Nick Hoffman here with Parallel Bars (PILGRIM TALK PT41) …in many ways a continuation of his 2018 cassette Baroque Classics (For Electronic Oscillators) on which he performed a selection of post-Renaissance music by European composers using his special oscillator patch.
Some three years later on Parallel Bars, that same patch is deployed, but now he’s adding vocal elements, with the help of the “Vocaloid” voice synth, a product of Yamaha. This Vocaloid software has been around for 20 years now, and I assume it’s now a standard piece of kit on many a digital workstation. As a non-practitioner, what interests me is that you don’t actually have to sing anything with your own voice to get a result from the Vocaloid; you simply have to compose, or input, a melody, and type out the lyrics. Somewhere in its memory banks is enough processing power to convert this data into a completely artificial “song”. Customers who own version 5 will find a bundle of four voices included with the package, where previously these elements had to be purchased separately.
I’m very impressed with the way Hoffman is using these two approaches, creating entirely synthetic results for both the musical and vocal parts of the scores which he tackles; the repertoire this time is also different to the first tape, including Purcell, Dowland, Pergolesi, Frescobaldi, Orlando de Lassus, and even one by Handel. He’s gone a little outside the limits of the Baroque period, but still represents some of the finest musicians from England and Europe of the 17th and 18th centuries. While I’m not at all an expert in this period of music, I think one of the things that has developed among purist listeners is an appetite for hearing it played on period instruments, thereby achieving a sense of authenticity. Naturally, a record such as this by Hoffman flies in the face of all that, with not a single acoustic instrument in sight, let alone an authentic one rescued from the Musical Instruments Museum in Brussels. I suppose most mainstream classical listeners, faced with this marginal tape, would throw up their hands in horror; me, I love it.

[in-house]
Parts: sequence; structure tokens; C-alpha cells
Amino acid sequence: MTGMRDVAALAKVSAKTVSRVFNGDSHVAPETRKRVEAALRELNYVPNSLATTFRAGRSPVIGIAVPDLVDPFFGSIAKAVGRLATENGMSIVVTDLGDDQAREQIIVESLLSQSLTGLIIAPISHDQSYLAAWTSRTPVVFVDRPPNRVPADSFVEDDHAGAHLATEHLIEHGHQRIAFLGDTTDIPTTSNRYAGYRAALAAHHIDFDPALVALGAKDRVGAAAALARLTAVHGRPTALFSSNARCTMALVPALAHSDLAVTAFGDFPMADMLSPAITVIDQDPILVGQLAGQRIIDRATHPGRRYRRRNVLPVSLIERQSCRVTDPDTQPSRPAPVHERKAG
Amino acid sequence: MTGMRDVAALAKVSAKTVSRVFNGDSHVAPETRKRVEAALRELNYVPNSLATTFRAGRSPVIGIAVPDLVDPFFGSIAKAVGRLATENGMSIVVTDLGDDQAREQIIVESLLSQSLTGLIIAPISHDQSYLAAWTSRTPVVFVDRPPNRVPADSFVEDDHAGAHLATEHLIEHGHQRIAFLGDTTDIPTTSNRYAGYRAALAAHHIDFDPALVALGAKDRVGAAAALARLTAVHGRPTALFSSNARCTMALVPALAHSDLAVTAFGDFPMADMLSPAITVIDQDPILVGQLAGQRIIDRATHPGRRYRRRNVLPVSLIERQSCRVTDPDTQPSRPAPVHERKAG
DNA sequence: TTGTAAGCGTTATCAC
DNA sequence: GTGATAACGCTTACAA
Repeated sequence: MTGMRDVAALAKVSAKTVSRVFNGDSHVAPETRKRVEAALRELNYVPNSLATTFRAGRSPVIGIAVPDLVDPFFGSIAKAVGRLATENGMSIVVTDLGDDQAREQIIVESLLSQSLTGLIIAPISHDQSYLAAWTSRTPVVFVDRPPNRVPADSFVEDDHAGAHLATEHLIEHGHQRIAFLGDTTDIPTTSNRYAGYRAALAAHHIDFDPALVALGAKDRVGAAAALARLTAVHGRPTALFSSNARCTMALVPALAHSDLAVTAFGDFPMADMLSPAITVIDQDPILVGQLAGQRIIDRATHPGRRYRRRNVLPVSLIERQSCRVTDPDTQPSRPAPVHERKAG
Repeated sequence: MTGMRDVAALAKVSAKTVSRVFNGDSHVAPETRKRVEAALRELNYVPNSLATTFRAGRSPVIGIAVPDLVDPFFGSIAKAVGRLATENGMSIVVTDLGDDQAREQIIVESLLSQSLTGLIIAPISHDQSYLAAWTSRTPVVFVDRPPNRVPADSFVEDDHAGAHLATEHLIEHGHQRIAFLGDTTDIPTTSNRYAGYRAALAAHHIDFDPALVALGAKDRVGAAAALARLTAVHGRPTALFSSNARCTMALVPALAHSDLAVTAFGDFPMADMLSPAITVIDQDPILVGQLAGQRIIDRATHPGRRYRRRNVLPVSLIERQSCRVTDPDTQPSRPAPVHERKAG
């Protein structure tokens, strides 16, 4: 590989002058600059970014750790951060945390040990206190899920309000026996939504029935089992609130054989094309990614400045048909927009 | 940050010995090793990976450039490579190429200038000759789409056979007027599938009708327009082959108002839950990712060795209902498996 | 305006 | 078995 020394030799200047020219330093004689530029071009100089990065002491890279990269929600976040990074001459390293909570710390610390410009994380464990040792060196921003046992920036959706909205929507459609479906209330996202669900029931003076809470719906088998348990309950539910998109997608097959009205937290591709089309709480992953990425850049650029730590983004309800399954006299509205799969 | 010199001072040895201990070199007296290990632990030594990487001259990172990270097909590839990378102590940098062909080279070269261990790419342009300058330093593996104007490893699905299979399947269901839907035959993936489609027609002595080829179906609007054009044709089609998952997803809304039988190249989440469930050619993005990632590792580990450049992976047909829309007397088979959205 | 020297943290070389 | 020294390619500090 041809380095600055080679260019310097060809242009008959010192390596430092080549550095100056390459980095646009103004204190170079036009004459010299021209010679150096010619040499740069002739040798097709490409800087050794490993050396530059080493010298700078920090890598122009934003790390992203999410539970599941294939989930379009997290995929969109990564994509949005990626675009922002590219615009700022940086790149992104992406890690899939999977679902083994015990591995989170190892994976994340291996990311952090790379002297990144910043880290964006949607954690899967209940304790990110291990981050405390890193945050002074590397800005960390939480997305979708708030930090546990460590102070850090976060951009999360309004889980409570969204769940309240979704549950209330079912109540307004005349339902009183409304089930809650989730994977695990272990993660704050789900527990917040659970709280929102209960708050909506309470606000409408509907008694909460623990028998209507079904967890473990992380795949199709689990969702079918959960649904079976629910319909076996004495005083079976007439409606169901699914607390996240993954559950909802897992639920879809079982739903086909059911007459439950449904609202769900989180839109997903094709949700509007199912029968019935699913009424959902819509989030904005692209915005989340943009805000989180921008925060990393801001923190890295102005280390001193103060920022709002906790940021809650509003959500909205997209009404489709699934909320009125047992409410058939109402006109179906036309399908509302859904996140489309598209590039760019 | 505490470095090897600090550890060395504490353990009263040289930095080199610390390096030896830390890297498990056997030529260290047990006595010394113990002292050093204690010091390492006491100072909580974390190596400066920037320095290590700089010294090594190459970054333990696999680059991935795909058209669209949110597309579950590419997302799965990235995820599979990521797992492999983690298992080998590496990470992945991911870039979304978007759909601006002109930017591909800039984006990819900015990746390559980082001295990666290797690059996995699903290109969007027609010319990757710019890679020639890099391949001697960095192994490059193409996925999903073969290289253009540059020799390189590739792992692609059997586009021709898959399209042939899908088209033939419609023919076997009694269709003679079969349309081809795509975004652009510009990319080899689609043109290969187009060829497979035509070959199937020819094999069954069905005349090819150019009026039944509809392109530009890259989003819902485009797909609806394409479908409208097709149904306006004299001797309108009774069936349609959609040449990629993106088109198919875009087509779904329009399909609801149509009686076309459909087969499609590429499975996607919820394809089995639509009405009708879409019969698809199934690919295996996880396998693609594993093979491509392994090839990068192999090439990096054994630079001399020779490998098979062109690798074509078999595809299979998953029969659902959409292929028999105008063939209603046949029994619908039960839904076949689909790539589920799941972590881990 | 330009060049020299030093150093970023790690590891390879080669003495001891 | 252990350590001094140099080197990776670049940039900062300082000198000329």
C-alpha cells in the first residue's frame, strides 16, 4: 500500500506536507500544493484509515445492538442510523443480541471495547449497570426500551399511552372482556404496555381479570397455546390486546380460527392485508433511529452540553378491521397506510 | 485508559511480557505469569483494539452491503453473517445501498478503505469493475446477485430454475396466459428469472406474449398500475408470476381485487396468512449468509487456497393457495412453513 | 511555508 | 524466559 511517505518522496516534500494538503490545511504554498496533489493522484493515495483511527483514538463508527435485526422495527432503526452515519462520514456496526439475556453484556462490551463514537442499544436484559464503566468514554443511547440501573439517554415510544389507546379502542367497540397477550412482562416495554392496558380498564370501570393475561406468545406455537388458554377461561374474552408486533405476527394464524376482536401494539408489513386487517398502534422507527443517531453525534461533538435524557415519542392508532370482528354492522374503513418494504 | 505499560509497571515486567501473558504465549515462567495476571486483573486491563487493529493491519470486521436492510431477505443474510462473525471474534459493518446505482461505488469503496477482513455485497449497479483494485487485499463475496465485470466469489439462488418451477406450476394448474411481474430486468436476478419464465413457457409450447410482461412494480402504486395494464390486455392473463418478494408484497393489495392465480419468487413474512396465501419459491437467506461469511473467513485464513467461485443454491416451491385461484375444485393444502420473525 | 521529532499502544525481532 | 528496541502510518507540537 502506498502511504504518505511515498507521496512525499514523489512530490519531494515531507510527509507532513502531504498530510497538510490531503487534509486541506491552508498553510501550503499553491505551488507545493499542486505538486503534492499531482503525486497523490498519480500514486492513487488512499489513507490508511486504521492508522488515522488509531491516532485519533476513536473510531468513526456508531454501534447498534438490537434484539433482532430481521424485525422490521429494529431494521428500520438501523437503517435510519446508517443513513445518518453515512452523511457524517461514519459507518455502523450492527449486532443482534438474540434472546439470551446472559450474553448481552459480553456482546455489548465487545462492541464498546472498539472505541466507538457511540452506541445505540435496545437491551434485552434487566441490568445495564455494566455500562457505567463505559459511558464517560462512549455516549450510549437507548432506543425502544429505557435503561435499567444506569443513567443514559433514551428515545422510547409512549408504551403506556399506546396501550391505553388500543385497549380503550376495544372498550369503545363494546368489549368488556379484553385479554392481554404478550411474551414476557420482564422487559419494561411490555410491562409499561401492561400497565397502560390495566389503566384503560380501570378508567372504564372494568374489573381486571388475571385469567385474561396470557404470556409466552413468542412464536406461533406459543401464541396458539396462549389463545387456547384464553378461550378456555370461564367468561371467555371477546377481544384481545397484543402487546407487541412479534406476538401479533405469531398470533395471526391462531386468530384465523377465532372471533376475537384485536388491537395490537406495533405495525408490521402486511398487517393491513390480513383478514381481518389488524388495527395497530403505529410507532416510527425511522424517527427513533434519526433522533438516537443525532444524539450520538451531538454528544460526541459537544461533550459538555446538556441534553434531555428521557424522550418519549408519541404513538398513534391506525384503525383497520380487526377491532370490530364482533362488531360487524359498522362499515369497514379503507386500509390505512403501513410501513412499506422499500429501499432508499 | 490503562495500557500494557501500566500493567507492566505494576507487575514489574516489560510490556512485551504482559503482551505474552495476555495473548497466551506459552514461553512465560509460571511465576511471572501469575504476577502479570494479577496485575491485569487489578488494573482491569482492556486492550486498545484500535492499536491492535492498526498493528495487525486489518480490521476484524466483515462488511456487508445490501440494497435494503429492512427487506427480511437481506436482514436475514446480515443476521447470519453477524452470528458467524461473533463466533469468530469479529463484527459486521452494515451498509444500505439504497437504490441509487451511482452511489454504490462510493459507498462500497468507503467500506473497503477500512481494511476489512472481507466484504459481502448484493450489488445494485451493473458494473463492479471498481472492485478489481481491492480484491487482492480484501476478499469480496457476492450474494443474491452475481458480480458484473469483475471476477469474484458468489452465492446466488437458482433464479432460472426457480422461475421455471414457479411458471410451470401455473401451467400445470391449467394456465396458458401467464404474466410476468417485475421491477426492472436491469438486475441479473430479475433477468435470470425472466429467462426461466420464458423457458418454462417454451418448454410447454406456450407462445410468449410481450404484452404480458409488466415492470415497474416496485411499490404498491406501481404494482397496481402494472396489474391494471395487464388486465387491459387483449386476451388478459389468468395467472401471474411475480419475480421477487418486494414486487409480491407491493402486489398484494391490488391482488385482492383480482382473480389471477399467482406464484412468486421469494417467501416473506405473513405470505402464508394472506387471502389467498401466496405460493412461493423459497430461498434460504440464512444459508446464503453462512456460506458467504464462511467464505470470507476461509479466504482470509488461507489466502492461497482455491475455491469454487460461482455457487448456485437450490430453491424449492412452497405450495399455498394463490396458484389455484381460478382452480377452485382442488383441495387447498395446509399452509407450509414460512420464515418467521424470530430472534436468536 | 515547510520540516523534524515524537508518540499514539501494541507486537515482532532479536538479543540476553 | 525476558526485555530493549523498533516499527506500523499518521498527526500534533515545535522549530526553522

As before Hoffman exhibits his gift for clarity and precision in the music, and the digital methods here I assume allow him to produce note-perfect results with not a single fluff; it’s an approach that is, I would argue, tailor-made for the near-architectural structures of this genre of music, with its mathematical ordering of melodies, notes, and counterpoints. Nick Hoffman also shows he loves and respects the music, and produces work of tremendous beauty; there’s nothing post-modern or parodic going on, it’s genuine through and through. And for all the supposed “coldness” of pre-programmed computers and synths, there’s plenty of warmth and humanity in these performances. All of this may be saying something about the our currently over-mechanised culture, the role that computerisation now plays in just about everything, and what we suppose the meaning of music and art to be; but even so it’s a wonderful artistic statement and a very coherent realisation. Tune in now to enjoy this fine programme of “automated chamber music”. From 19th May 2021.